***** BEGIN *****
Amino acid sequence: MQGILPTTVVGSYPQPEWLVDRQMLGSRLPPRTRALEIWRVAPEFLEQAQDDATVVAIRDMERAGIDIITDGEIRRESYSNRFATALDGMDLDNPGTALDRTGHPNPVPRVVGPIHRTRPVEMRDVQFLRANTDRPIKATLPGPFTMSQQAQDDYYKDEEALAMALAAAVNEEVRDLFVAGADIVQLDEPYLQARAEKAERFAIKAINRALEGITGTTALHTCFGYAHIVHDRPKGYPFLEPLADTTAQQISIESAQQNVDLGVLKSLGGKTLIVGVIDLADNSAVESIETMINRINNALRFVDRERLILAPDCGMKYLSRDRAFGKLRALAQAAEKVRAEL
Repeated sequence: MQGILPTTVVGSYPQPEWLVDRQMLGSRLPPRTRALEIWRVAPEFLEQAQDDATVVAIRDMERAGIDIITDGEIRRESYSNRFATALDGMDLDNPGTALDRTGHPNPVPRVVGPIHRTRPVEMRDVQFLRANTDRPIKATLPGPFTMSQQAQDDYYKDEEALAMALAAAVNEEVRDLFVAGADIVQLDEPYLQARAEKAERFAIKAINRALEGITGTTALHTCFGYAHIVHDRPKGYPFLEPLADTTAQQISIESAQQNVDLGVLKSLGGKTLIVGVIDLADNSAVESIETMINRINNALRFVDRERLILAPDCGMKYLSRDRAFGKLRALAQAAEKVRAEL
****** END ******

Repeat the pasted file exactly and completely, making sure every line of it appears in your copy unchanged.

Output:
Amino acid sequence: MQGILPTTVVGSYPQPEWLVDRQMLGSRLPPRTRALEIWRVAPEFLEQAQDDATVVAIRDMERAGIDIITDGEIRRESYSNRFATALDGMDLDNPGTALDRTGHPNPVPRVVGPIHRTRPVEMRDVQFLRANTDRPIKATLPGPFTMSQQAQDDYYKDEEALAMALAAAVNEEVRDLFVAGADIVQLDEPYLQARAEKAERFAIKAINRALEGITGTTALHTCFGYAHIVHDRPKGYPFLEPLADTTAQQISIESAQQNVDLGVLKSLGGKTLIVGVIDLADNSAVESIETMINRINNALRFVDRERLILAPDCGMKYLSRDRAFGKLRALAQAAEKVRAEL
Repeated sequence: MQGILPTTVVGSYPQPEWLVDRQMLGSRLPPRTRALEIWRVAPEFLEQAQDDATVVAIRDMERAGIDIITDGEIRRESYSNRFATALDGMDLDNPGTALDRTGHPNPVPRVVGPIHRTRPVEMRDVQFLRANTDRPIKATLPGPFTMSQQAQDDYYKDEEALAMALAAAVNEEVRDLFVAGADIVQLDEPYLQARAEKAERFAIKAINRALEGITGTTALHTCFGYAHIVHDRPKGYPFLEPLADTTAQQISIESAQQNVDLGVLKSLGGKTLIVGVIDLADNSAVESIETMINRINNALRFVDRERLILAPDCGMKYLSRDRAFGKLRALAQAAEKVRAEL